AMSTERDAM A Philips Semiconductor executive told the Wireless Connectivity Conference here on Thursday (June 10) to hold the line on new wireless standards.
"Stop proliferating new standards and technologies that are unnecessary," said Paul Marino, vice president and general manager of business line connectivity. He complained that many in the wireless industry tend to focus on "inventing new things" rather than "solving problems that really matter to consumers."
When the wireless industry faces interoperability problems or glitches in applications, he said it often jumps to the conclusion that another standard is needed. "We have to stop doing that," Marino said.
Saying "we are [our own] worst enemy," Marino added that some companies are trying to profit from inventing new standards and variants to specs. For instance, he said, the Bluetooth Special Interest Group (SIG) has defined new modes and profiles that may and may not have been needed. Some say that has made it much harder for the Bluetooth community to maintain interoperability.
Citing the example of Bluetooth auto applications, Marino said. "It's ridiculous that we haven't even fixed the phone book access problem in a car."
A deadlock within the Bluetooth SIG on a standardized phone book synchronization method between a car kit and a mobile handset has made it difficult for car makers to ensure that mobile handset users can access phone books or SIM cards inside a handset using Bluetooth for hands-free calls.
Instead of solving real problems, some in the SIG are talking about "high data rate" Bluetooth, Marino charged. "Who cares about that?" What customers need is a much more cost-effective device that works and interoperates, he added.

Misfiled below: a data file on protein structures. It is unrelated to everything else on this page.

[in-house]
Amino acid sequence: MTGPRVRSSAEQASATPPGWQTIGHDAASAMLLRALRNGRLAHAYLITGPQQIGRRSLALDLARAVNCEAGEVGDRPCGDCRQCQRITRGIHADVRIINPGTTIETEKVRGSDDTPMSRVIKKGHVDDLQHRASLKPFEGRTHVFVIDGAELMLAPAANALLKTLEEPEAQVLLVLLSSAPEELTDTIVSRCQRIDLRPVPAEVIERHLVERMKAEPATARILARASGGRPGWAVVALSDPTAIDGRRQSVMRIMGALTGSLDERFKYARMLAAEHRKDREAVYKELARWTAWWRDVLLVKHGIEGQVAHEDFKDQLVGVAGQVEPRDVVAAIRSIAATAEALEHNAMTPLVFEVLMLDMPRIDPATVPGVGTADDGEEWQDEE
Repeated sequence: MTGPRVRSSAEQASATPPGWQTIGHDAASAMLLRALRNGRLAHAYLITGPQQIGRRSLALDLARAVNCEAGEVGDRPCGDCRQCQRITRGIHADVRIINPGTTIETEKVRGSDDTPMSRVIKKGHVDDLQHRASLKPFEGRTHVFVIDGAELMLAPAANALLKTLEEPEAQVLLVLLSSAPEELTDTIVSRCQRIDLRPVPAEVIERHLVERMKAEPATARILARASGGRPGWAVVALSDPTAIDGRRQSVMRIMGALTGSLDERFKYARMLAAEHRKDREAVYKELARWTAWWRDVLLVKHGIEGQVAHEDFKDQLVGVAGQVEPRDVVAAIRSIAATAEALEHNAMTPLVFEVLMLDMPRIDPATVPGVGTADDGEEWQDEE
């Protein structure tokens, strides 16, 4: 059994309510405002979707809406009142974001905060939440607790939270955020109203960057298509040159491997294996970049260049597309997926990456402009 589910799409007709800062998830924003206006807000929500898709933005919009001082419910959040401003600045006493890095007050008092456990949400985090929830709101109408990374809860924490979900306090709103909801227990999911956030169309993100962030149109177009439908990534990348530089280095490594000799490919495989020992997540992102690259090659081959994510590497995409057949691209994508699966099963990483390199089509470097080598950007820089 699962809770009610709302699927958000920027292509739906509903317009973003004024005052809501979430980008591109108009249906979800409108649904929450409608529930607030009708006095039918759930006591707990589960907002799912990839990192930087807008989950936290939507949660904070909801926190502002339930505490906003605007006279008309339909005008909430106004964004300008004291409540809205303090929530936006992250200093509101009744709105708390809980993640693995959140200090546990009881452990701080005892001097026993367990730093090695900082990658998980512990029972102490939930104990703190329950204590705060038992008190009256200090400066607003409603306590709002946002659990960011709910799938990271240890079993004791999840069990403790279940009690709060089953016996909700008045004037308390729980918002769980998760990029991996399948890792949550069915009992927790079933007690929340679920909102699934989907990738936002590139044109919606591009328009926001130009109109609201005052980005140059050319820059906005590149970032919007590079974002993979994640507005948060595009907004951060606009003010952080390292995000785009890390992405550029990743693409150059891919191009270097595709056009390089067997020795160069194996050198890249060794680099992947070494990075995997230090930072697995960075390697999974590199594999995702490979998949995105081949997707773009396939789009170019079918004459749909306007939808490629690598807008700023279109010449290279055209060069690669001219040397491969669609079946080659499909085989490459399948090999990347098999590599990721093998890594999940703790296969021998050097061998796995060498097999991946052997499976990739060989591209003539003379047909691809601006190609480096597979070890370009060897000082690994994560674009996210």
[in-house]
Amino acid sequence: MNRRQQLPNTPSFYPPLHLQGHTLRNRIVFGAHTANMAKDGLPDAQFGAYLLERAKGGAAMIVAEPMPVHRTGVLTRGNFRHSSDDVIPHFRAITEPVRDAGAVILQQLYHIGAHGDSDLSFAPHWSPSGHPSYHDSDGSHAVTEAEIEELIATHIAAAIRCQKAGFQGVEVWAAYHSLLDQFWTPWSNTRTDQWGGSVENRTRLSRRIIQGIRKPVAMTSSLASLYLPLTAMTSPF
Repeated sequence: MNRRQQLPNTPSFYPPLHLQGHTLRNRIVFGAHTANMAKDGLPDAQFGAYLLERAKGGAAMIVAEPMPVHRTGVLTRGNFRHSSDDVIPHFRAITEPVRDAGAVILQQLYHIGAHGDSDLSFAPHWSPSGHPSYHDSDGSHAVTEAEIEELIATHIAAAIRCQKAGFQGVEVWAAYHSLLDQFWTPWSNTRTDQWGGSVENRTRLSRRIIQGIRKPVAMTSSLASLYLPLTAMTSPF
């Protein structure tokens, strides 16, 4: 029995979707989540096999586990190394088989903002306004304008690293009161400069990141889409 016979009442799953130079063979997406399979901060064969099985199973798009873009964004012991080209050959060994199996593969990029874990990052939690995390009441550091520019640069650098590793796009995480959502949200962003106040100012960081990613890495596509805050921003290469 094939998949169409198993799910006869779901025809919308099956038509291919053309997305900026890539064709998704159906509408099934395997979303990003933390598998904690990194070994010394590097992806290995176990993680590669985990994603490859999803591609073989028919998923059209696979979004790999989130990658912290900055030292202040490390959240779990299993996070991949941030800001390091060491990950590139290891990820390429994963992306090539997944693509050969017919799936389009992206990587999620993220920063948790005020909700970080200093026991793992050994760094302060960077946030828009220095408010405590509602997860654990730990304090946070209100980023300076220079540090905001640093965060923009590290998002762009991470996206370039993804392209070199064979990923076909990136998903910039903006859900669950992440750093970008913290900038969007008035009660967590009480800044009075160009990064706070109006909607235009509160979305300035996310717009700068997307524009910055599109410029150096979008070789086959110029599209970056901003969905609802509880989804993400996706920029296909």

Consumer experience with Wi-Fi is another example the industry should learn from. Although it took the wireless industry more than ten years to get to this point, Marino said that IEEE 802.11 "is really easy to use." The standard was born out of a solid standard's body, backed by a strong Wi-Fi alliance.
Elswhere at the conference, Ericsson Technology Platform again pitched the "Bluetooth Lite" concept in an attempt to push Bluetooth further into industrial applications such as lighting. Marino remained noncommittal toward the Ericsson proposal. "Will it work? Yes. But is it worth it? Maybe."
Philips Semiconductors halted its own development of 802.15.4 chips the physical layer for ZigBee because it needed to streamline its own business. However, Philips Lighting, a much larger group within Philips, remains a key member of ZigBee Alliance. Philips Semiconductors' Marino said the ZigBee has its merits.
The chip maker is also targeting the emerging ultrawideband (UWB) technology market. Philips is a member of the Multiband OFDM Alliance (MBOA) and has co-authored the MBOA MAC proposal together with Sony and Alereon.
Marino said he is hopeful that a variety of network technologies, including USB, Bluetooth and 1394 can use UWB radio by adding an adaptation layer on top of UWB's transport layer. This allows companies with a large installed base of software for Bluetooth or USB to salvage that technology. "Re-doing the whole thing would be unacceptable," said Marino.
The deep division currently created between MBOA and DS [direct-sequence] UWB groups, however, could damage UWB's future, he said. "I am extremely concerned."